Director Jonathan Demme was rumored to have initially been interested in Murray for Joe Miller, the role that eventually went to Denzel Washington. In 2014, Murray confirmed to Howard Stern that he was considered, and said in retrospect, he would have liked to have been in it.


Murray didn’t enjoy filming 1988’s Scrooged, so he turned down playing Scott Calvin/Santa Claus to avoid another holiday-themed production. Tim Allen got the part. Presumably, with his new Netflix special A Very Murray Christmas, the Scrooged wounds have healed.

17. FORREST GUMP (1994)

Murray admitted to having conversations with Zemeckis about playing the lead. "I think I had the original book and all that sort of stuff," he told Howard Stern. He also said he has never seen the movie.

18. TOY STORY (1995)

For Buzz Lightyear, Billy Crystal was sought out first. Murray and Jim Carrey were also considered before Tim Allen took the part.

19. BOTTLE ROCKET (1996)

Wes Anderson attempted to get Murray to appear as Mr. Henry in his debut feature. Murray’s agents couldn’t find their client, who was traveling around in a Winnebago at the time. James Caan played Mr. Henry instead, but Anderson and Murray have worked together several times in the years since.


Director Milos Forman sent the script to Tom Hanks and Bill Murray first. Forman said “fortunately” they both turned it down, because Woody Harrelson did such an amazing job in the title role.

21. BOOGIE NIGHTS (1997)

After Warren Beatty passed, Paul Thomas Anderson and casting director Christine Sheaks considered Murray, Sydney Pollack, Albert Brooks, and Harvey Keitel for the role of Jack Horner. Murray and Brooks were offered the role. Burt Reynolds eventually agreed to it.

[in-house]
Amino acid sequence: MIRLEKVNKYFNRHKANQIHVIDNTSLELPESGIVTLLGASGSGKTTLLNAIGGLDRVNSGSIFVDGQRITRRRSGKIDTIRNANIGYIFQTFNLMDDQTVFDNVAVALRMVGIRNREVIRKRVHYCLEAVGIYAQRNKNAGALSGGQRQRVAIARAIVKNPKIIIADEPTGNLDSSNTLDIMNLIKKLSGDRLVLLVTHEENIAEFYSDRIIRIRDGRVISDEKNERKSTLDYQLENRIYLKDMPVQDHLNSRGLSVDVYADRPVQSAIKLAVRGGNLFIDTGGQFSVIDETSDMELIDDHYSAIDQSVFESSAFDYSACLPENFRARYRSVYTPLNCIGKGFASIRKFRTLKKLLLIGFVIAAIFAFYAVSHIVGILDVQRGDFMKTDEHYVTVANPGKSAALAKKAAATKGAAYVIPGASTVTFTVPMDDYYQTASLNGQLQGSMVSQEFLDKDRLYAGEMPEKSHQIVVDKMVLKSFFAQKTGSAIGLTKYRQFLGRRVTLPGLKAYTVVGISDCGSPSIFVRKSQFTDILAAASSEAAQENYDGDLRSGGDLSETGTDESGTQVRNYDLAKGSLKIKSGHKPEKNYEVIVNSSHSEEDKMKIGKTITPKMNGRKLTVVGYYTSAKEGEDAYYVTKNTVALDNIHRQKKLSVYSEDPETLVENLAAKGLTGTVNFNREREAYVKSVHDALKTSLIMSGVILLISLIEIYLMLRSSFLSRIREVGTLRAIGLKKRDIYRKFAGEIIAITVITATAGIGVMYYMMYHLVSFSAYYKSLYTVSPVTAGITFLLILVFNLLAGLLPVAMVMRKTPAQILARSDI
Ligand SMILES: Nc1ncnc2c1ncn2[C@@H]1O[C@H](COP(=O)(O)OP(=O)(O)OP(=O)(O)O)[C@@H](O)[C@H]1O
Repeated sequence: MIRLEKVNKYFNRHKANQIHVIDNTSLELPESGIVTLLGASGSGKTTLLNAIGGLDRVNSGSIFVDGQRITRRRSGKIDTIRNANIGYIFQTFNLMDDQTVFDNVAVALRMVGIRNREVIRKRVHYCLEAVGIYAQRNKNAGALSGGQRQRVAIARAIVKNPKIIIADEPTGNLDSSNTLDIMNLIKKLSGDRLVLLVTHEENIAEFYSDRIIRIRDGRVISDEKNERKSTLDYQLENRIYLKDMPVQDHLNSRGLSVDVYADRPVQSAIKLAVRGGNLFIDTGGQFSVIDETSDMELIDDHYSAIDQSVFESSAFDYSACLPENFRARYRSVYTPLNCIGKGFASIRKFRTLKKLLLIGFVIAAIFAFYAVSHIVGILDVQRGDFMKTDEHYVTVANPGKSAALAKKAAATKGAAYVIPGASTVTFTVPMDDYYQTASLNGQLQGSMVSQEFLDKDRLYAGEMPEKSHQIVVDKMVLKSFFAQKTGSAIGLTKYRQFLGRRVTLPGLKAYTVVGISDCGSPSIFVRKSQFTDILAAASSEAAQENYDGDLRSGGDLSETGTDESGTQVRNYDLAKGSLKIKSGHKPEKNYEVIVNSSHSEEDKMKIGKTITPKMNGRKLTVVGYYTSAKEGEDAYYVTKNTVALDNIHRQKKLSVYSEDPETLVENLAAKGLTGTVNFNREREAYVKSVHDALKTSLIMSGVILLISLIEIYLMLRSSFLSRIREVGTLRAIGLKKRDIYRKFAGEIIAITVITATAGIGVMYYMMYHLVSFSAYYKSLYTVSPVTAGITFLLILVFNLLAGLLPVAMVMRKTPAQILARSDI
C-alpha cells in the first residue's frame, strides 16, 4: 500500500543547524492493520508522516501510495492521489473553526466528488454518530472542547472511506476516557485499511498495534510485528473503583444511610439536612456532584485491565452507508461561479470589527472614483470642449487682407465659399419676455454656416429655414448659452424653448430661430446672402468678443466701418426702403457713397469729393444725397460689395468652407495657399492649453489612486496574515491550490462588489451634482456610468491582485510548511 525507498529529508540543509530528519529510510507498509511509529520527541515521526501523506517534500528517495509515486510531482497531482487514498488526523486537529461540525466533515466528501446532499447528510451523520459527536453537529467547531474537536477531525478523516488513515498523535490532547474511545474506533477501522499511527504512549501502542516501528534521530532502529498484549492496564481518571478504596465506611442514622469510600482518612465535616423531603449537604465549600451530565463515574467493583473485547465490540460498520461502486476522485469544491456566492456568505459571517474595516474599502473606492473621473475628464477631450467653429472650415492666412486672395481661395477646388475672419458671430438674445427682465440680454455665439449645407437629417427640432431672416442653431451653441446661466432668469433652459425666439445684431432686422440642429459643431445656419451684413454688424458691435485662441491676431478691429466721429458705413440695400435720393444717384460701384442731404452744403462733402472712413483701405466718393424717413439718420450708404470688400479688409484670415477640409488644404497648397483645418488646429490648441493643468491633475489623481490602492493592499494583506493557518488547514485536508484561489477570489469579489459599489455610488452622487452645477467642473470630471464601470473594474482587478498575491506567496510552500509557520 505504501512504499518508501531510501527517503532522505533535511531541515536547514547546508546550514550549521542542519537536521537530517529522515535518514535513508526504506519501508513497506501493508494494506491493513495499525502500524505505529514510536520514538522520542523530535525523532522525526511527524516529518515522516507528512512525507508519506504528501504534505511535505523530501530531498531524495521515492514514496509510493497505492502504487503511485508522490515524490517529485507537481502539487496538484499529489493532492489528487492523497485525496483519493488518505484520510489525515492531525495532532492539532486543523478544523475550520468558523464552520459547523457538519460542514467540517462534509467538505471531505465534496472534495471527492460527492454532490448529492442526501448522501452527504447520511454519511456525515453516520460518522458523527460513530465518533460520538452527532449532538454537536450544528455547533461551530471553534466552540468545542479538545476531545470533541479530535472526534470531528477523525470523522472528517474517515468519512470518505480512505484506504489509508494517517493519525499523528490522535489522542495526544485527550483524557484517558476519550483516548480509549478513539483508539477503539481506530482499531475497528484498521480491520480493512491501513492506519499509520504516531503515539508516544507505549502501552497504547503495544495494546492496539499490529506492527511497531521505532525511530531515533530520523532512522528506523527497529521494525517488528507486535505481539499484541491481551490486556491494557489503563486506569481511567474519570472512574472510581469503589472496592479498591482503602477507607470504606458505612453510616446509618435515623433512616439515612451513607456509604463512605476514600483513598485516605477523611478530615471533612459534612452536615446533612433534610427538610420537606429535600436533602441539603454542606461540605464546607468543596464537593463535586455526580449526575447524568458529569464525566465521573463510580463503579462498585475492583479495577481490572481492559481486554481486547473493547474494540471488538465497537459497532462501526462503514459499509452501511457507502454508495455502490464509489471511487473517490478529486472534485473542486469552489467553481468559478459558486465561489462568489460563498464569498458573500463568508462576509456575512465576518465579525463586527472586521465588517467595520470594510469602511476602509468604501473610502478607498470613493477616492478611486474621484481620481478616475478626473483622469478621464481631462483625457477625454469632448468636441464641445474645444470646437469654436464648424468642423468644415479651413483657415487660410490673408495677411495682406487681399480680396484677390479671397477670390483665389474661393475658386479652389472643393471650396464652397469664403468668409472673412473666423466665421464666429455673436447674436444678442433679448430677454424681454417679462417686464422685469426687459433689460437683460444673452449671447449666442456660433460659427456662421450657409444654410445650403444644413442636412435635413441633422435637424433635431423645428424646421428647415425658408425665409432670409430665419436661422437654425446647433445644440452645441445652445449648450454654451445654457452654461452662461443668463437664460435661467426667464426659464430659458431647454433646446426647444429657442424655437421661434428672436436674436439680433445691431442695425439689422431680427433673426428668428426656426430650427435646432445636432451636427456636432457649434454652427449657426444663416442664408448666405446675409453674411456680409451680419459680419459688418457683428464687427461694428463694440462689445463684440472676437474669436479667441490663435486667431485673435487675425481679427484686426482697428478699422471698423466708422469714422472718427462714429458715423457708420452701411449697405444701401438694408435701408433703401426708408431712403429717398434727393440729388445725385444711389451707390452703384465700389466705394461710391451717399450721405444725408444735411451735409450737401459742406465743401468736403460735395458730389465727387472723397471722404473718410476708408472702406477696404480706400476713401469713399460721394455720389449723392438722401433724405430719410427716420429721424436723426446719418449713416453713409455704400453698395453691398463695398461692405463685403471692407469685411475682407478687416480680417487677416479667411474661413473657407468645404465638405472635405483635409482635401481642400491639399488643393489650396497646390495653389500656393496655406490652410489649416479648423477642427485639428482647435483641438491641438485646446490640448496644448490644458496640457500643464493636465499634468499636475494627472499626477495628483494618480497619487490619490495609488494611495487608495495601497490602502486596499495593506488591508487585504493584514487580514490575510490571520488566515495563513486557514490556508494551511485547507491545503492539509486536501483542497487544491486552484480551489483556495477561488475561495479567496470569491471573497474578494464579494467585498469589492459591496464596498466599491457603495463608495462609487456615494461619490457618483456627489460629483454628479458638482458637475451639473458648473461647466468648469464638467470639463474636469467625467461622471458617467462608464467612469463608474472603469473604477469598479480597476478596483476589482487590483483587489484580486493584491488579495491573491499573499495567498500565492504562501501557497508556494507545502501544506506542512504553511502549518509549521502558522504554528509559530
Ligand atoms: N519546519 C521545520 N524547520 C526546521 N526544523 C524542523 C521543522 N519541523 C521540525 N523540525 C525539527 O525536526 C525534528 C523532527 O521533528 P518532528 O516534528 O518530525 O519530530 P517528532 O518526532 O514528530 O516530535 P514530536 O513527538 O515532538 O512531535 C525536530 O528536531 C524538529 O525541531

22. MONSTERS, INC. (2001)

James P. "Sully" Sullivan was almost voiced by Murray. Calls to his 800 number went unanswered, and director Peter Docter considered that a “no.”

23. SHREK (2001)

In 1991 Steven Spielberg bought the rights to the book. He wanted Steve Martin as Donkey and you-know-who as Shrek. During the 10 years it took to bring Shrek to the big screen, Murray lost interest.

24. BAD SANTA (2003)

Murray was in “final negotiations” to play the lead in Bad Santa. Writer-director Terry Zwigoff claimed Murray made a verbal agreement to do it, and then stopped taking Zwigoff’s calls. Billy Bob Thornton took over.


The 800 number was blamed (again) for Murray missing out on Willy Wonka in Tim Burton’s adaptation of Roald Dahl’s classic.


Noah Baumbach blamed the 800 number as well for not getting a chance to reach Murray to play Bernard Berkman. Jeff Daniels got the part.

27. THE ICE HARVEST (2005)

Director Harold Ramis thought Murray would work well as Pete, Oliver Platt's role. Ramis’ production staff, as The New Yorker recounted, thought this was wishful thinking, as Ramis and Murray’s lack of communication since the end of Groundhog Day was known by many. Ramis managed to convince Brian Doyle-Murray, Bill’s brother, to offer Bill the part on Ramis’ behalf. Murray passed.


Murray turned down playing Frank Ginsberg. Steve Carell didn’t.


Murray said no to portraying David Seville. Jason Lee stepped in.

30. IRON MAN (2008)

Robert Downey Jr. said Murray was wanted for a part in Iron Man, but nobody could find him.

31. HOW DO YOU KNOW (2010)

James L. Brooks’ first choice for Charles Madison was Murray. Murray went as far as showing up for the first rehearsals before dropping out. Jack Nicholson took over.


In 2008, Murray said he wanted to star in and direct a remake of the French film Grosse Fatigue, about an actor whose doppelgänger wreaked havoc on his life. He would play both the actor and his double. Murray claimed Disney told him the adapted screenplay was the best script they had read in five years, before changing their mind two days later about proceeding.


More people have read rumors through the years about Ghostbusters III than have seen Ghostbusters II. Murray has publicly stated he didn’t like two of Dan Aykroyd’s drafts of potential scripts for the third movie. Murray said one version, which featured a dead Peter Venkman haunting the other three Ghostbusters, was “kind of funny, but not well executed.” He said another draft was “crazy bizarre and too crazy to comprehend.” An all-female Ghostbusters group will star in a third installment/reboot of the movie franchise next summer.